Raised inflammatory setpoints have been associated with major depression and its detrimental consequences on brain function, as they lead to increased production of cytokines, changes in gene expression and activated brain microglia. Three main lines of evidence support immune-inflammatory mechanisms as targets for the treatment of depression. First, higher inflammation hampers response to antidepressants, and effective antidepressant treatment decreases inflammation. Second, conventional antidepressants share immune-modulatory and anti-inflammatory properties, which could affect inflammation during the depression. Third, anti-inflammatory and immune-modulatory treatments proved superior to placebo in randomized controlled antidepressant trials. New targets and new pharmacologic treatment for immune-mediated inflammatory diseases have been identified and tested in several medical settings and interest is warranted for testing them as antidepressants.

Antidepressant psychopharmacology: is inflammation a future target?

Benedetti F.;Mazza M. G.
2022-01-01

Abstract

Raised inflammatory setpoints have been associated with major depression and its detrimental consequences on brain function, as they lead to increased production of cytokines, changes in gene expression and activated brain microglia. Three main lines of evidence support immune-inflammatory mechanisms as targets for the treatment of depression. First, higher inflammation hampers response to antidepressants, and effective antidepressant treatment decreases inflammation. Second, conventional antidepressants share immune-modulatory and anti-inflammatory properties, which could affect inflammation during the depression. Third, anti-inflammatory and immune-modulatory treatments proved superior to placebo in randomized controlled antidepressant trials. New targets and new pharmacologic treatment for immune-mediated inflammatory diseases have been identified and tested in several medical settings and interest is warranted for testing them as antidepressants.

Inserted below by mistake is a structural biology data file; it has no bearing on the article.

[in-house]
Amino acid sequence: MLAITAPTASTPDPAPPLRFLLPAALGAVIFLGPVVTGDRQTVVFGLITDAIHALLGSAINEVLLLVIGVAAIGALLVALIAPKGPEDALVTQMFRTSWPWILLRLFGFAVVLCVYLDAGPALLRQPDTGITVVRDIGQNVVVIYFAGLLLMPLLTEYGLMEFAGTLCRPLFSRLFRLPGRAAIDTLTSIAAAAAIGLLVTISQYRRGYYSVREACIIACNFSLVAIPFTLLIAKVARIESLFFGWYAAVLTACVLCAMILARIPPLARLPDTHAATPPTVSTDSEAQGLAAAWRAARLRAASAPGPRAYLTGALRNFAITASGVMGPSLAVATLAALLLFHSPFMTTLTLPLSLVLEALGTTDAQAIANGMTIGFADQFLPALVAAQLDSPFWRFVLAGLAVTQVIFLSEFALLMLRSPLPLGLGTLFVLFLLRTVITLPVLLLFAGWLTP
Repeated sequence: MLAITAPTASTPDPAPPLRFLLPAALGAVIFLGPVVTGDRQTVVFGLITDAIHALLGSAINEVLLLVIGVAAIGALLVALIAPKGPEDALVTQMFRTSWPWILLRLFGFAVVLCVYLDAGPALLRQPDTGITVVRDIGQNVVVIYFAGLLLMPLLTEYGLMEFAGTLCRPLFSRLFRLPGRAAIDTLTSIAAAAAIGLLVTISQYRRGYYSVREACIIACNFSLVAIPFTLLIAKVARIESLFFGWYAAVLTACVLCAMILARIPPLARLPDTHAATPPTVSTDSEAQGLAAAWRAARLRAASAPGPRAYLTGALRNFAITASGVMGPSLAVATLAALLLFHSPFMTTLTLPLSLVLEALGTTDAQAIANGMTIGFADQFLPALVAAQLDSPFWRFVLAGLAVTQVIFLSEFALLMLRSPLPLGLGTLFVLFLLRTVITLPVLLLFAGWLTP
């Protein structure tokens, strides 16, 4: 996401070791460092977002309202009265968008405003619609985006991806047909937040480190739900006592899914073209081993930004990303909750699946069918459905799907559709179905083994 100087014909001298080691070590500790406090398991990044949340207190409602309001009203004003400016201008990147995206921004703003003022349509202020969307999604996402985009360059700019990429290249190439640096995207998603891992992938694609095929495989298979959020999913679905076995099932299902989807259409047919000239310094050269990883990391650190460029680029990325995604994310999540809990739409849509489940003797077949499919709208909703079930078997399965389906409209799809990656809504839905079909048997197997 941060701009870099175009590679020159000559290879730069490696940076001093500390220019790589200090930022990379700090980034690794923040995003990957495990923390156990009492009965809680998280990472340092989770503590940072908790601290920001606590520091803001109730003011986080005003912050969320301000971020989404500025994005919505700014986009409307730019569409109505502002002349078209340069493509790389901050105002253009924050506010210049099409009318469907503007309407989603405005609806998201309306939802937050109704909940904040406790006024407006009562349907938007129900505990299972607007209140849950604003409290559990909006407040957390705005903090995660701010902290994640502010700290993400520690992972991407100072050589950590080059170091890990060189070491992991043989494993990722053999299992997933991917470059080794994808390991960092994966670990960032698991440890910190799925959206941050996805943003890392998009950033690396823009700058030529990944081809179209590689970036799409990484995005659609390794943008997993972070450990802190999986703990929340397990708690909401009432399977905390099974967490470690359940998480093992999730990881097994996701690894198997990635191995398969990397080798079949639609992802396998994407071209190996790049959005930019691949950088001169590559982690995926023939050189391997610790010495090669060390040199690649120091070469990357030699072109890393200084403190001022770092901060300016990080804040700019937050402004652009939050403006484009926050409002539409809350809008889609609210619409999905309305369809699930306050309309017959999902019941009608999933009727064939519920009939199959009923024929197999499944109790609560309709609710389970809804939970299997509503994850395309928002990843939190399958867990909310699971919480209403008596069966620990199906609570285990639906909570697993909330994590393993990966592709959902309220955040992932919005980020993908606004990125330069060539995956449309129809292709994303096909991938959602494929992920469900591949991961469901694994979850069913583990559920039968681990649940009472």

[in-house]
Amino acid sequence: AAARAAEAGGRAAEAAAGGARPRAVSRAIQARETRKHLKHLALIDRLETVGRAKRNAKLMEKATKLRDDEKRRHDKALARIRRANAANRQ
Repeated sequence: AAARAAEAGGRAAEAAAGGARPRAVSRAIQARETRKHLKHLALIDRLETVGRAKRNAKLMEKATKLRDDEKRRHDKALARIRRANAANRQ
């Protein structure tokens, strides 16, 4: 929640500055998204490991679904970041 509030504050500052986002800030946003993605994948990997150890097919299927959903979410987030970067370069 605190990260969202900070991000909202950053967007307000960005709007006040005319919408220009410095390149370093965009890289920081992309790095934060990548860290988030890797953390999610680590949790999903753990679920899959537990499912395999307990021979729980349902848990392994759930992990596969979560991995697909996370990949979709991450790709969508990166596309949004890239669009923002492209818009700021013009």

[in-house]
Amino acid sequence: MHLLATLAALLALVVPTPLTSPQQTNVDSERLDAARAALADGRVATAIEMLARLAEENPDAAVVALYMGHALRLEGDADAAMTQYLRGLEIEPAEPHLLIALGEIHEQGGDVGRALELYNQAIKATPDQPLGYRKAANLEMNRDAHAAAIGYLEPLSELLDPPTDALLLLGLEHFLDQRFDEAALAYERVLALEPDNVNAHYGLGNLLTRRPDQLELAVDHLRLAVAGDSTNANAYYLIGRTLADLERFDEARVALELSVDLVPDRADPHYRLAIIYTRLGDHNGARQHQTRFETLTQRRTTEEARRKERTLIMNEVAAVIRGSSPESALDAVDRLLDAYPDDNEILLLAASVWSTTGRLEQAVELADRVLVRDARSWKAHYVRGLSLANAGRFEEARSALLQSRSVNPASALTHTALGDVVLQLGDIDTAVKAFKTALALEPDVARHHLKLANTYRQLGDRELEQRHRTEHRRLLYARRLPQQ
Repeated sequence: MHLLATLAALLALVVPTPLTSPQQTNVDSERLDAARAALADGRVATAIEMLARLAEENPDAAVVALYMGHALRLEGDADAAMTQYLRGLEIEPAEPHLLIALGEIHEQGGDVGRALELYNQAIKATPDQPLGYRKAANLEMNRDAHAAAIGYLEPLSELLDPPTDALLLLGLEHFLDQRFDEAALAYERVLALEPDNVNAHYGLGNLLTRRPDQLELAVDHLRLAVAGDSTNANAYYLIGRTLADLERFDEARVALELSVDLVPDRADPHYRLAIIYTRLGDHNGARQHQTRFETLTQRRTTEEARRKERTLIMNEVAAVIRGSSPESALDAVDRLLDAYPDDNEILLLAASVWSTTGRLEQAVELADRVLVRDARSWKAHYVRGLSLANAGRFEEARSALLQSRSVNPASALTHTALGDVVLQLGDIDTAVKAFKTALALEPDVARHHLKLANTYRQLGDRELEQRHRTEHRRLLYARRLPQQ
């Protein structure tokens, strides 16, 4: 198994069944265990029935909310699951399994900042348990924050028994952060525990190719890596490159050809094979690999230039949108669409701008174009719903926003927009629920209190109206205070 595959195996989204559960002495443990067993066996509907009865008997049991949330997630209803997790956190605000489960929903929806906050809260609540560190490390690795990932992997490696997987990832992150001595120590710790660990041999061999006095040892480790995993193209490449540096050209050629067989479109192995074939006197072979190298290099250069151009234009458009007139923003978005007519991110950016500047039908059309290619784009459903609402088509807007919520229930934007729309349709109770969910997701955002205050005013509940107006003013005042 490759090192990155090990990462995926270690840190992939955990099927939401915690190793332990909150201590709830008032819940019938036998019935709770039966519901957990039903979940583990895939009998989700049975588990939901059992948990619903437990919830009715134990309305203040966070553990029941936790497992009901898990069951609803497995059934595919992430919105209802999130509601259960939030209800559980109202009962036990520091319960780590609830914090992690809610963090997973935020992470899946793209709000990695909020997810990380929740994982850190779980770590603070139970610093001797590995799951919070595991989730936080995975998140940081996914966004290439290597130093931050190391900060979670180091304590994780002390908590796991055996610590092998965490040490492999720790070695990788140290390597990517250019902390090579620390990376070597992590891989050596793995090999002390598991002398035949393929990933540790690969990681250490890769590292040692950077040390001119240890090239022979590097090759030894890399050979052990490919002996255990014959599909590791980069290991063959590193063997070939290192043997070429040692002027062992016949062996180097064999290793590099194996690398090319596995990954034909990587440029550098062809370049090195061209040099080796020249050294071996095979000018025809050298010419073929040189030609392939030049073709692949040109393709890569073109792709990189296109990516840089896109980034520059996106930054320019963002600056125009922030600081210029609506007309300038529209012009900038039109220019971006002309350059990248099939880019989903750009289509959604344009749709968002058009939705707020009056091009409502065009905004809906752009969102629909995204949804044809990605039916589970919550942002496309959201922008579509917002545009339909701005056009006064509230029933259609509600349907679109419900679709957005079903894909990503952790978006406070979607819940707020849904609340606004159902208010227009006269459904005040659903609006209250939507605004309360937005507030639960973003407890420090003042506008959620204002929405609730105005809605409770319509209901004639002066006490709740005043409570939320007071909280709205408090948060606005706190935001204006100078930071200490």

2022
antidepressants
cytokines
inflammation
major depressive disorder
microglia
Anti-Inflammatory Agents
Antidepressive Agents
Humans
Inflammation
Depressive Disorder, Major
Psychopharmacology
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Utilizza questo identificativo per citare o creare un link a questo documento: https://hdl.handle.net/20.500.11768/128215
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